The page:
Synopses & Reviews
It is the summer of 1976 and Salvo Ursari, a man of retirement age, is walking on a taut wire strung between the Twin Towers of New York's World Trade Center, almost fourteen hundred feet above the city. Far below him in the gaping crowd stands his wife, Anna, to whom he has made a solemn promise: This wire walk will end his career. In this daring moment, Steven Galloway opens his riveting novel about Salvo Ursari, whose life begins in 1919 amid a Transylvanian boyhood inhabited by gypsy folklore and inspired by the bravery of his persecuted people. Salvo's story moves irresistibly from a tragic fire that envelops his family, to street life in Budapest, where he learns the skills of a wire walker, to the carnivals of Europe and the competitive world of the American circus. Most fulfilled when living with paradox, Salvo feels safest while performing startling feats of balance on a wire high above the dangerous world; and most endangered if performing above a net. With compassion, warmth, and blazing originality, Ascension combines jaw-dropping storytelling, and fantastical symbolism with mesmerizing detail of Romany and circus culture, and an unforgettable walk with the amazing Salvo Ursari.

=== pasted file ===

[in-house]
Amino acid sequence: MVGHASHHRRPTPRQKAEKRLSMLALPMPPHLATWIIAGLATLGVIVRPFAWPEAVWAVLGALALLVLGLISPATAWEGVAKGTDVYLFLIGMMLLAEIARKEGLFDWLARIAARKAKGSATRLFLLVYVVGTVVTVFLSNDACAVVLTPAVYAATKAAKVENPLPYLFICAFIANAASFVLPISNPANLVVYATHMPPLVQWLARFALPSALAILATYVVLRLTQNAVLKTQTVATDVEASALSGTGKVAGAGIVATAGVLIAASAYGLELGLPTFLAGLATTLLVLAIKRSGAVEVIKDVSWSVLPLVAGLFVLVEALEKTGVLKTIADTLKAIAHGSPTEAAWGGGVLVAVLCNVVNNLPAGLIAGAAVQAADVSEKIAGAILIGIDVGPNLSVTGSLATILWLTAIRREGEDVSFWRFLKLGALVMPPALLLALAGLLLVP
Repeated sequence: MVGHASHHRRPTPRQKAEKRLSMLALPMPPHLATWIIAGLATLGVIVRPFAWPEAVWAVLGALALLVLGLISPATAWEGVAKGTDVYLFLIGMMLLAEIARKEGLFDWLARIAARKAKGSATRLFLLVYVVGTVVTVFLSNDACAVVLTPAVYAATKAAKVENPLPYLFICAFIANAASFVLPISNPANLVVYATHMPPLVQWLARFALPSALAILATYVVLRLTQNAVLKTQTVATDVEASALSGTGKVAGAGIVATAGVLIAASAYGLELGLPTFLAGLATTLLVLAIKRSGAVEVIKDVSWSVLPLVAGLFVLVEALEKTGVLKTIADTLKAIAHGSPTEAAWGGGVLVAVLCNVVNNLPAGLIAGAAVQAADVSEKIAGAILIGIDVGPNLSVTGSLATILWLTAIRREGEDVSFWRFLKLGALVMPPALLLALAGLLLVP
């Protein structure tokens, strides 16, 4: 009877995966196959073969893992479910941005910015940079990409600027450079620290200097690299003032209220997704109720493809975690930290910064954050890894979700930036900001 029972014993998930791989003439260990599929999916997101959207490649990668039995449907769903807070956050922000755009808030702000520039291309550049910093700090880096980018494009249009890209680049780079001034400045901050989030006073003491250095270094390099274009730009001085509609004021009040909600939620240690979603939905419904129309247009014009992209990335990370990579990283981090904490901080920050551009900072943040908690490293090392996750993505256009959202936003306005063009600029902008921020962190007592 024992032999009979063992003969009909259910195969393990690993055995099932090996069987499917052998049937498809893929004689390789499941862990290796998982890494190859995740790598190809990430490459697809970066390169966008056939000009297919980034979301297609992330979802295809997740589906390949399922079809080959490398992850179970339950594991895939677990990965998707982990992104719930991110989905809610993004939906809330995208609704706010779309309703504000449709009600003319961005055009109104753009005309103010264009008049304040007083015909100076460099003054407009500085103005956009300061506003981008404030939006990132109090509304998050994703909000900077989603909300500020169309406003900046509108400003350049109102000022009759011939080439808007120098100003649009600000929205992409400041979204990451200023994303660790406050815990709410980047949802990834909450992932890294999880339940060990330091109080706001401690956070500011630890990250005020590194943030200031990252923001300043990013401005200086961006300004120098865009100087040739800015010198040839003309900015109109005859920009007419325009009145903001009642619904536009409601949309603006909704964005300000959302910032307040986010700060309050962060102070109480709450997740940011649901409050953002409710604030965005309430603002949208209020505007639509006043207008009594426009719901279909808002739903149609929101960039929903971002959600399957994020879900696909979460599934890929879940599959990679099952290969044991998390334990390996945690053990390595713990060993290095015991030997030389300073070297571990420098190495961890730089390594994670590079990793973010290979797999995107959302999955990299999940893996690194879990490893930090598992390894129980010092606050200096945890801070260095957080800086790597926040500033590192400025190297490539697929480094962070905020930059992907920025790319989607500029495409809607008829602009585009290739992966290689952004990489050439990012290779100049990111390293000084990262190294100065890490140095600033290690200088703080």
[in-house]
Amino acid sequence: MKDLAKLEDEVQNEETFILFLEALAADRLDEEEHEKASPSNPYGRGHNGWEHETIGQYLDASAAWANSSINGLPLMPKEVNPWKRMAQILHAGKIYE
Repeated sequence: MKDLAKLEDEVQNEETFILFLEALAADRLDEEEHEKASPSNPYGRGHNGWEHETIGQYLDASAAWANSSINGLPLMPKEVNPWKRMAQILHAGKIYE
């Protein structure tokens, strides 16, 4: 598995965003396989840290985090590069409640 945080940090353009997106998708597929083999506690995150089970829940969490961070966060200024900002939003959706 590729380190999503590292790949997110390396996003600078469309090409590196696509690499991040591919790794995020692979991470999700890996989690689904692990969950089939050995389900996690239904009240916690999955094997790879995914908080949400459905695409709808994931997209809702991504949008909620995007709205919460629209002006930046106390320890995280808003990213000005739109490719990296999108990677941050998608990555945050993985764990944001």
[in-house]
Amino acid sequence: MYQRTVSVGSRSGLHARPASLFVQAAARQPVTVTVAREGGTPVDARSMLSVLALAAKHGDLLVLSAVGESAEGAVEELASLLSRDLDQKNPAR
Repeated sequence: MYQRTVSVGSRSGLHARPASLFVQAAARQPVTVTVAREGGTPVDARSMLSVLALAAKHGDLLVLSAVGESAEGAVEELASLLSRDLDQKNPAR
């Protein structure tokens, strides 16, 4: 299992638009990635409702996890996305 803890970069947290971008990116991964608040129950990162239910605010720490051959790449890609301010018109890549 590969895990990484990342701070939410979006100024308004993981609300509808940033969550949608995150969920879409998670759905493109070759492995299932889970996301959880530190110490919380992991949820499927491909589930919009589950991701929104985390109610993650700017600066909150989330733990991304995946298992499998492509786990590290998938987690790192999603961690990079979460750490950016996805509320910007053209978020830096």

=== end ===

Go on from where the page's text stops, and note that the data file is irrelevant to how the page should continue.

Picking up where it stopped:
Tenor saxophone player Coltrane was a pioneer of free-form jazz, a forerunner of today's world music, and one of the first artists to reflect society's tribulations through his art form--a true original. Nisenson explores the shadow Coltrane cast in this must-read for music fans. Selected discography.
About the Author
Eric Nisenson is the author of several jazz books, including The Making of Kind of Blue. He lives in Malden, Massachusetts.